Owen: ‘You never think it will happen to you.’
Thank you to Jennifer M. of Bucks County, Pennsylvania for sharing her son’s and family’s story.
You never think it will happen to you. You have this beautiful baby and everything seems so perfect. We had six months of absolute perfection as we enjoyed life with our baby boy and daughters. Then, one day, we noticed that Owen had fluid bulging from the top of his head and was having difficulty holding his head upright.
Owen was rushed to The Children’s Hospital of Philadelphia with hydrocephalus and underwent numerous imaging studies that confirmed our worst nightmare. Owen had a rare form of brain cancer, a disseminated oligodendroglial-like leptomeningeal tumor.
That one trip to the emergency room turned into fourteen days in the pediatric ICU at CHOP and included two brain surgeries to implant a shunt, a biopsy of the tumor, multiple imaging studies with anesthesia, and surgery to implant a chemo port in his chest. Those two weeks are still a blur, but our son’s numerous scars remind us that it was very real.
Life after diagnosis has been difficult for our whole family. A brain cancer diagnosis affects everyone. February 2017 marked two years from the time of Owen’s diagnosis. During the past two years, there were periods of days or even weeks where our family was separated so that I could be in the hospital with Owen and my husband or other family members could care for our two daughters.
As parents, we kick into protective mode and just do whatever we need to do to protect our children. We put aside our own needs and put the well-being of our children first. People always ask me, as a mom, how I deal with everything. You just do. You have no choice and your child relies on you, so you put on that imaginary superhero cape and you fight for them.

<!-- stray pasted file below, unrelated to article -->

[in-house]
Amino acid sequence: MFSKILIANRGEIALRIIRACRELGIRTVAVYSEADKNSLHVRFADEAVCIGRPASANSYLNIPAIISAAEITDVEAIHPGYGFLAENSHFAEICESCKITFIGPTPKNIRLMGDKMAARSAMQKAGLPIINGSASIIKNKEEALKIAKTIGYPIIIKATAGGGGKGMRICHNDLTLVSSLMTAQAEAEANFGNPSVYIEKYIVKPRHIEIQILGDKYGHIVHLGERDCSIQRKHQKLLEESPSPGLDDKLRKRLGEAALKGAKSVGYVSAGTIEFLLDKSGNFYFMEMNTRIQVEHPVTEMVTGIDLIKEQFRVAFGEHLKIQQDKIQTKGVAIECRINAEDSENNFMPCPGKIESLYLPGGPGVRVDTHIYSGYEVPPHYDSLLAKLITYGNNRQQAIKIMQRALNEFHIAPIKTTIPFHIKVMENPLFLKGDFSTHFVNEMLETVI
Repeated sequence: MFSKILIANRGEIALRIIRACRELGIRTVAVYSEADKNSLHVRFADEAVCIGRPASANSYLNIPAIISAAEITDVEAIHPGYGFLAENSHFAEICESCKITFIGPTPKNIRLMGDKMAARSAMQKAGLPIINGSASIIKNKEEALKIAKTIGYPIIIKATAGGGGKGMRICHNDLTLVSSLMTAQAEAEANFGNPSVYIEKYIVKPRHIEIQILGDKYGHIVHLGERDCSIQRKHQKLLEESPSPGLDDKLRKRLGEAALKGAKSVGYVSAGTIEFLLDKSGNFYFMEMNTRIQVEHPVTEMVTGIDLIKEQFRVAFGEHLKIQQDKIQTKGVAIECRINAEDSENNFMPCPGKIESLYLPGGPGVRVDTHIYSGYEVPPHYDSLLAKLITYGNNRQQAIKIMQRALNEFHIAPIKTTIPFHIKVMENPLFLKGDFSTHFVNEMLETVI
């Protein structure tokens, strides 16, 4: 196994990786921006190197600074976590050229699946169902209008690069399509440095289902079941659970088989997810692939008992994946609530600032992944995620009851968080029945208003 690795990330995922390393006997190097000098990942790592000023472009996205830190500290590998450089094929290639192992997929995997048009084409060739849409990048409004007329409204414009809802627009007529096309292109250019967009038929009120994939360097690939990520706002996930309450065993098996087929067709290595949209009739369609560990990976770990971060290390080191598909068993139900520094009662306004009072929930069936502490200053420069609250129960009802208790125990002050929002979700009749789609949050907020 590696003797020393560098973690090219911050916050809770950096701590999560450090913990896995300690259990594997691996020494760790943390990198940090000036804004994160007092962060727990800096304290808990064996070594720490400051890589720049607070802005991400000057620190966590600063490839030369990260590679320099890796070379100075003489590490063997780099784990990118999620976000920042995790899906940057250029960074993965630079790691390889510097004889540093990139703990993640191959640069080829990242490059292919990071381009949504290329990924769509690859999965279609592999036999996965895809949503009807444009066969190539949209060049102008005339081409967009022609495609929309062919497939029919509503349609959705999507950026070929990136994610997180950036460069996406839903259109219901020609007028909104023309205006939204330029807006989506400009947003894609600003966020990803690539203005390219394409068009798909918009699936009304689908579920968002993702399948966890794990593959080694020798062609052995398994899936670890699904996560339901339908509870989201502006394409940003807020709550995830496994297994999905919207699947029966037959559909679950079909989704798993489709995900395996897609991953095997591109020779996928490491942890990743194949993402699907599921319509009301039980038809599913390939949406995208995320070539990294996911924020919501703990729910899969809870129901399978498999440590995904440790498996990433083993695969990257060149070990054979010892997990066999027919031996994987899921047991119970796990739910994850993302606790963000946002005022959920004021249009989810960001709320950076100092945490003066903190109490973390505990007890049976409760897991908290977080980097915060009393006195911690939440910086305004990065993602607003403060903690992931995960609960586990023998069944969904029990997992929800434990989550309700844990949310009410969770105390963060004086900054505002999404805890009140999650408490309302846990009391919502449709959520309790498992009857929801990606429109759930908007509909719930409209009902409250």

Owen is now two years old and has been off chemo since May 2016. Since finishing treatment, Owen’s tumor has remained stable. He received two years of physical therapy to counteract the physical side effects of chemo. Despite being off treatment, Owen still faces challenges with his VP Shunt and has needed two revision surgeries since it was placed in 2015.
Although Owen has faced and continues to face challenges from his diagnosis, we are grateful that he has responded so well to treatment. We know that there are kids who experience debilitating side effects from treatment and surgeries to treat these tumors. I know many children diagnosed after Owen who have lost their lives to a brain tumor or suffer lifechanging side effects.
Every time we watched the chemo drip into Owen’s little body, we worried about the possible damage this “treatment” could do to our son. We wondered if we were causing him more harm than good and we were absolutely terrified to put something so toxic into his developing body.
This is why funding for research is so important. We need to find safer treatment options for these children, and we need to raise more awareness for pediatric brain tumors. We need to give kids, like my son, a fighting chance!
You can help find a cure for pediatric brain tumors. Donate today at www.curethekids.org/givenow.